About



About the Blog


I started this blog as "Unfashionably Economic" when accepted into grad school. Two years later, I realized my opinions weren't shocking enough to classify as "unfashionable", and that even to think economics was at fashion's level of coherence and agreement might be too charitable. It was time for a change.

What I'll call "suspicious heuristics" plays to my competitive advantages in the field: I can't out-Austrian the Austrians; can't out-quantify the Neo-Classicals; can't stomach the assumptions of the Keynesians or the conclusions of the behavioralists. What I can do is synthesize the strengths of each approach to churn out some unique conclusions.

Economics is fragmented, so cannibalize theory to create strong predictions.

No single school of economics has all the answers, and no economist represents every school. Economics needs to become more intra-disciplinary, and that's where I come in. If microeconomic theory, computer modeling, or a Ouija board can help make the best predictions, that's what you'll find here.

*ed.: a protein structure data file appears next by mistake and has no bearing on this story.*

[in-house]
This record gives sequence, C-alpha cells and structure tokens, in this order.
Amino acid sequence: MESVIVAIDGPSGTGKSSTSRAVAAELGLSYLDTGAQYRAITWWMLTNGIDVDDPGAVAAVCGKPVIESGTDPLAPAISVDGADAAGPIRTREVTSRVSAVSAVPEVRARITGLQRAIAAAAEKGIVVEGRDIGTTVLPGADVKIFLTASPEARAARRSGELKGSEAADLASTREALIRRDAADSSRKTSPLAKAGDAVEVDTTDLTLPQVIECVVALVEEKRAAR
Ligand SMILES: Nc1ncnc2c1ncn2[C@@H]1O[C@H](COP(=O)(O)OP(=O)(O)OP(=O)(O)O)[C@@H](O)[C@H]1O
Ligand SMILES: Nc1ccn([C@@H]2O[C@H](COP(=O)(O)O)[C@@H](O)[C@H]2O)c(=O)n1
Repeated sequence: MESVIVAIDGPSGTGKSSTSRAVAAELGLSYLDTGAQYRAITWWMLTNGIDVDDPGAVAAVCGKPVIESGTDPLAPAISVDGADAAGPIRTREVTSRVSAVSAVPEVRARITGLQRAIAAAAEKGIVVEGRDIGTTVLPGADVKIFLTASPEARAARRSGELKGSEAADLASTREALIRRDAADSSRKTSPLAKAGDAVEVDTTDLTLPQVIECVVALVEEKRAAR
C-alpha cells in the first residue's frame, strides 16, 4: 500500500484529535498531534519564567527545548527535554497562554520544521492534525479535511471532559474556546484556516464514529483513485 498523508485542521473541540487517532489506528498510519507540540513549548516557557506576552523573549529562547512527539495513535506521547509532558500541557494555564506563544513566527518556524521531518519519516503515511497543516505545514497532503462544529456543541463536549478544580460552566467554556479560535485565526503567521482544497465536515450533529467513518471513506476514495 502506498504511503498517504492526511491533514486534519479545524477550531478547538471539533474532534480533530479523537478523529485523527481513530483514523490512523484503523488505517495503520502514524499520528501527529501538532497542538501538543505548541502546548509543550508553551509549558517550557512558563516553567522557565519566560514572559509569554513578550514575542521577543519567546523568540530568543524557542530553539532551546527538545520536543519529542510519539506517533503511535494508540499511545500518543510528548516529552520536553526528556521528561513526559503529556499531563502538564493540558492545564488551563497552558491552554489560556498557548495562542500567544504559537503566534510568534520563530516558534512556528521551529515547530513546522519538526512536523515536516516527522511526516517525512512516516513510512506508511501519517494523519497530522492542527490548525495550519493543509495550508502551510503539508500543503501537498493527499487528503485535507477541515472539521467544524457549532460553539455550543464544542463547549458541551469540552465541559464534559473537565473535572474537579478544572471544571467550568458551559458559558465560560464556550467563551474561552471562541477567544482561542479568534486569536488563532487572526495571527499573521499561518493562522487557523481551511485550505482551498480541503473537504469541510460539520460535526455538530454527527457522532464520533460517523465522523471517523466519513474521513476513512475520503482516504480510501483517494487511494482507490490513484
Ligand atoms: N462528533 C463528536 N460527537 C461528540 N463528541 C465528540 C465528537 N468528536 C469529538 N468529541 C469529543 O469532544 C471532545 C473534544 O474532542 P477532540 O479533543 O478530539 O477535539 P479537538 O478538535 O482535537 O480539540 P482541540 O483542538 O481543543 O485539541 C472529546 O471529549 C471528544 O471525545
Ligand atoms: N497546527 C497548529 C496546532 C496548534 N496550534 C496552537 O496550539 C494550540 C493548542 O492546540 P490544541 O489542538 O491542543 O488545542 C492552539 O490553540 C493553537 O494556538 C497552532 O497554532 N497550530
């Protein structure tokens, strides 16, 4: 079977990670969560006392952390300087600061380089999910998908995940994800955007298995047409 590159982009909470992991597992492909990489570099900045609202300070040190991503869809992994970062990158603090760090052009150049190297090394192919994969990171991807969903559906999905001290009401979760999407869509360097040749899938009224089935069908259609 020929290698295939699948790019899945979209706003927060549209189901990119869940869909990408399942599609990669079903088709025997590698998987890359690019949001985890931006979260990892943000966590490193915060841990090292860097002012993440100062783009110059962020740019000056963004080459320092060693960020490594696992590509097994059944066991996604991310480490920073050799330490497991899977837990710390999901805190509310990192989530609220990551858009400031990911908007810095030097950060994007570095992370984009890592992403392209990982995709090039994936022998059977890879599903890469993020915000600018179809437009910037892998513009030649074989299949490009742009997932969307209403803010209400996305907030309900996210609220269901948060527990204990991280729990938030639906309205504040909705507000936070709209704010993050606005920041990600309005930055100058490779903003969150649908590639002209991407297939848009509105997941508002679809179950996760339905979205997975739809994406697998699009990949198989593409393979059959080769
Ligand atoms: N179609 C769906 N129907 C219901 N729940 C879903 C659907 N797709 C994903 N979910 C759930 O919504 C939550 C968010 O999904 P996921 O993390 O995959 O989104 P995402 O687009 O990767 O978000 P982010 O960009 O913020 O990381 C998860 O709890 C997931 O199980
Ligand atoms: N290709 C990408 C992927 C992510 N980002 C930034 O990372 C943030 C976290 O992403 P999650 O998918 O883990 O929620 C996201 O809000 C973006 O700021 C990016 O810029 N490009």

About Me

I grew up and went to school in Spokane, Washington. (Fun Fact: driving east from Seattle, Spokane is the largest city you'll hit until Minneapolis.) Starting college, I had planned to become a lawyer. After thinking it through, I realized that the legal profession was not for me. After graduating with a B.A. in Political Science and B.S. in Economics from Gonzaga University, now I'm a Ph.D student in Economics at George Mason University. I specialize in the fields of Law and Economics and Industrial Organization, and dabble in social network analysis with my spare time.

Also see my personal page, and me on SSRN.

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